Apparently, the strategy can show results. In Chicago, Eric Soto said he returned from a stadium event in Detroit in the spring to find that other teenagers in the hallways were also wearing “Acquire the Fire” T-shirts.

“You were there? You’re a Christian?” he said the young people would say to one another. “The fire doesn’t die once you leave the stadium. But it’s a challenge to keep it burning.”

Correction: Oct. 7, 2006

A front-page article yesterday about evangelical Christian teenagers gave an incorrect academic credential for Ron Luce, the founder of Teen Mania, a youth ministry that organizes “Acquire the Fire” stadium events. He is a graduate of the Harvard University Graduate School of Business Administration, where he received a certificate from the Owner President Management program. He did not earn a master’s degree from the school.


Anti-U.S. Attack Videos Spread on Web

The New York Times
Anti-U.S. Attack Videos Spread on Web

LOS ANGELES, Oct. 5 — Videos showing insurgent attacks against American troops in Iraq, long available in Baghdad shops and on Jihadist Web sites, have steadily migrated in recent months to popular Internet video-sharing sites, including YouTube and Google Video.

Many of the videos, showing sniper attacks against Americans and roadside bombs exploding under American military vehicles, have been posted not by insurgents or their official supporters but apparently by Internet users in the United States and other countries, who have passed along videos found elsewhere.

Among the scenes being viewed daily by thousands of users of the sites are sniper attacks in which Americans are felled by snipers as a camera records the action and of armored Humvees or other military vehicles being hit by roadside bombs.

In some videos, the troops do not appear to have been seriously injured; in one, titled “Sniper Hit” and posted on YouTube by a user named 69souljah, a serviceman is knocked down by a shot but then gets up to seek cover. Other videos, however, show soldiers bleeding on the ground, vehicles exploding and troops being loaded onto medical evacuation helicopters.

At a time when the Bush administration has restricted photographs of the coffins of military personnel returning to the United States and the Pentagon keeps close tabs on videotapes of combat operations taken by the news media, the videos give average Americans a level of access to combat scenes rarely available before, if ever.

Their availability has also produced some backlash. In recent weeks, YouTube has removed dozens of the videos from its archives and suspended the accounts of some users who have posted them, a reaction, it said, to complaints from other users.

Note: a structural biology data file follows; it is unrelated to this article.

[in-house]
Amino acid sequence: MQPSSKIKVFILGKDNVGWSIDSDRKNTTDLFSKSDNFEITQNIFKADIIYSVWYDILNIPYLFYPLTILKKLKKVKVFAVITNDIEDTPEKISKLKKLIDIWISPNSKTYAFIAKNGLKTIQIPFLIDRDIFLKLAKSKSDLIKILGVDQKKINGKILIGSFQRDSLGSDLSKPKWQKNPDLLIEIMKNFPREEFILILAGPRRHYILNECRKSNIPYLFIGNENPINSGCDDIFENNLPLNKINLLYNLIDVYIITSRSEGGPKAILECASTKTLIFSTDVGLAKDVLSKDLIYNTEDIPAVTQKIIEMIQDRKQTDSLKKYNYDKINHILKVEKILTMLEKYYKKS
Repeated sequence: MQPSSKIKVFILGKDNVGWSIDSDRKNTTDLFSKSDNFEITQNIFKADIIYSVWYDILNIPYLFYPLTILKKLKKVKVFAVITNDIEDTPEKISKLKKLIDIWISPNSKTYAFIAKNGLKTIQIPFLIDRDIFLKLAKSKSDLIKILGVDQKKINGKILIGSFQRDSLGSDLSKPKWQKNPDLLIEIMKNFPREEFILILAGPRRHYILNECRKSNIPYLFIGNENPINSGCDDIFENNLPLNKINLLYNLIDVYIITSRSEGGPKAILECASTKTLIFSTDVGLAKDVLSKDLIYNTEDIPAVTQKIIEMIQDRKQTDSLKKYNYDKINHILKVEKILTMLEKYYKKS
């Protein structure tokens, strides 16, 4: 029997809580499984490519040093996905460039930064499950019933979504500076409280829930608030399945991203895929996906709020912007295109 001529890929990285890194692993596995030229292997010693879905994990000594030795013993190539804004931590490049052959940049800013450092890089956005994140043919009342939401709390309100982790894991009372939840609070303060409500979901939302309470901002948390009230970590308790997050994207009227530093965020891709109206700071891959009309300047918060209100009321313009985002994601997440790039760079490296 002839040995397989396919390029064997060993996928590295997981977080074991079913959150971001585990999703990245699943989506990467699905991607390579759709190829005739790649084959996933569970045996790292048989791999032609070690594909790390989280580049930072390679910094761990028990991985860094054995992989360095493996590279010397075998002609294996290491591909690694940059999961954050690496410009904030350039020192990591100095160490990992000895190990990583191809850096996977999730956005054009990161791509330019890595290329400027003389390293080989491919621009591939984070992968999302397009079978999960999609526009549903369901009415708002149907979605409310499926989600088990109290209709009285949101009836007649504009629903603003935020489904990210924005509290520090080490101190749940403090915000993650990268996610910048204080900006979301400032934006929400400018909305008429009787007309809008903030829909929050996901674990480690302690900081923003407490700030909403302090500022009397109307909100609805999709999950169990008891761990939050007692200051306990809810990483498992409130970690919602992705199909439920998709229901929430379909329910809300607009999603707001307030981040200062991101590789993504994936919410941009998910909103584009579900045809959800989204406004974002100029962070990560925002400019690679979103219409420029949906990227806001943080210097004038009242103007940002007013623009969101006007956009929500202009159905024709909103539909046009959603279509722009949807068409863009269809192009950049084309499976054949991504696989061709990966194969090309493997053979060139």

More than four dozen videos of combat in Iraq viewed by The New York Times have been removed in recent days, many after The Times began inquiries.

But many others remain, some labeled in Arabic, making them difficult for American users to search for. In addition, new videos, often with the same material that had been deleted elsewhere, are added daily.

Russell K. Terry, a Vietnam veteran who founded the Iraq War Veterans Organization, said he had mixed feelings about the videos.

“It’s unfortunate there’s no way to stop it,” Mr. Terry said, even though “this is what these guys are over there fighting for: freedom of speech.”

One YouTube user, who would not identify himself other than by his account name, facez0fdeath, and his location, in Britain, said by e-mail that he posted a video of a sniper attack “because I felt it was information the U.K. news was unwilling to tell.”

“I was physically sickened upon seeing it,” he said, adding, “I am wholly opposed to any form of censorship.”

The video he posted, which had been viewed more than 33,000 times, was removed earlier this week.

Another YouTube user, who said he was a 19-year-old in Istanbul and who posted more than 40 videos of Iraq violence, said via e-mail that “anti-war feelings and Muslim beliefs (the religion of peace) motivates me.”

Neal O. Newbill, a freshman at the University of Memphis who viewed some of the YouTube videos and posted comments on them, said in an interview that he was enraged by the recorded chants of “Allahu Akbar,” Arabic for “God is great,” that follow some of the sniper attacks.

But Mr. Newbill added that he was awed by the size of the blasts from the improvised explosive devices, or I.E.D.’s, used against American vehicles. A son, nephew and grandson of American veterans, Mr. Newbill said he had sought out the videos, searching on YouTube for “I.E.D.,” “because I like watching stuff blow up.”